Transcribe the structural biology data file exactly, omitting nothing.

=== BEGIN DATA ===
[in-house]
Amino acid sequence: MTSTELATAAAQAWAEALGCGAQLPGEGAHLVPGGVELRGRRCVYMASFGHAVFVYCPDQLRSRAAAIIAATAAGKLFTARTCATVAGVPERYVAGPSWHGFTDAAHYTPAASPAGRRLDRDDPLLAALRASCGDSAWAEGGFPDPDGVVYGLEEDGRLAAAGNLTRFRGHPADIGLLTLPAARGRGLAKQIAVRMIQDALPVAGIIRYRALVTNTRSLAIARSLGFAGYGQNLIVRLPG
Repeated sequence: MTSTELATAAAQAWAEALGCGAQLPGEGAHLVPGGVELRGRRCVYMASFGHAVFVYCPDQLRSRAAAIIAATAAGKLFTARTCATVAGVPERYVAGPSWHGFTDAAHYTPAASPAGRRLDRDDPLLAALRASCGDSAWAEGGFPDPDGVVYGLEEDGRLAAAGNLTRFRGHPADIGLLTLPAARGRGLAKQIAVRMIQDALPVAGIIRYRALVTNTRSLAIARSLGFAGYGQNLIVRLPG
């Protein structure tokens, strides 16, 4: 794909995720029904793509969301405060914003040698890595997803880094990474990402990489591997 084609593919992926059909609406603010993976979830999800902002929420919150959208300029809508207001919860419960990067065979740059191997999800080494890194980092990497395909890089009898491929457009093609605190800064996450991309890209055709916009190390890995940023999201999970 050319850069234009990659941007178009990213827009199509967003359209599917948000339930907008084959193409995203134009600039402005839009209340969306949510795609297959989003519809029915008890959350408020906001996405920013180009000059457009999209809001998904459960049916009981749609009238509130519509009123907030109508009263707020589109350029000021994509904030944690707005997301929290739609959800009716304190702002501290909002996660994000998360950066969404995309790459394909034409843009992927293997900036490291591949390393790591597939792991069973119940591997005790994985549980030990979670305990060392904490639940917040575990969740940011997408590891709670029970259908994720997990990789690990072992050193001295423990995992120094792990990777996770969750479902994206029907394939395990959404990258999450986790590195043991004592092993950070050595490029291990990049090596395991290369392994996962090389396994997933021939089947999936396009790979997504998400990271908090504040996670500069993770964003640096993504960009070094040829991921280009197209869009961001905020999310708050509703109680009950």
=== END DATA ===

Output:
[in-house]
Amino acid sequence: MTSTELATAAAQAWAEALGCGAQLPGEGAHLVPGGVELRGRRCVYMASFGHAVFVYCPDQLRSRAAAIIAATAAGKLFTARTCATVAGVPERYVAGPSWHGFTDAAHYTPAASPAGRRLDRDDPLLAALRASCGDSAWAEGGFPDPDGVVYGLEEDGRLAAAGNLTRFRGHPADIGLLTLPAARGRGLAKQIAVRMIQDALPVAGIIRYRALVTNTRSLAIARSLGFAGYGQNLIVRLPG
Repeated sequence: MTSTELATAAAQAWAEALGCGAQLPGEGAHLVPGGVELRGRRCVYMASFGHAVFVYCPDQLRSRAAAIIAATAAGKLFTARTCATVAGVPERYVAGPSWHGFTDAAHYTPAASPAGRRLDRDDPLLAALRASCGDSAWAEGGFPDPDGVVYGLEEDGRLAAAGNLTRFRGHPADIGLLTLPAARGRGLAKQIAVRMIQDALPVAGIIRYRALVTNTRSLAIARSLGFAGYGQNLIVRLPG
């Protein structure tokens, strides 16, 4: 794909995720029904793509969301405060914003040698890595997803880094990474990402990489591997 084609593919992926059909609406603010993976979830999800902002929420919150959208300029809508207001919860419960990067065979740059191997999800080494890194980092990497395909890089009898491929457009093609605190800064996450991309890209055709916009190390890995940023999201999970 050319850069234009990659941007178009990213827009199509967003359209599917948000339930907008084959193409995203134009600039402005839009209340969306949510795609297959989003519809029915008890959350408020906001996405920013180009000059457009999209809001998904459960049916009981749609009238509130519509009123907030109508009263707020589109350029000021994509904030944690707005997301929290739609959800009716304190702002501290909002996660994000998360950066969404995309790459394909034409843009992927293997900036490291591949390393790591597939792991069973119940591997005790994985549980030990979670305990060392904490639940917040575990969740940011997408590891709670029970259908994720997990990789690990072992050193001295423990995992120094792990990777996770969750479902994206029907394939395990959404990258999450986790590195043991004592092993950070050595490029291990990049090596395991290369392994996962090389396994997933021939089947999936396009790979997504998400990271908090504040996670500069993770964003640096993504960009070094040829991921280009197209869009961001905020999310708050509703109680009950």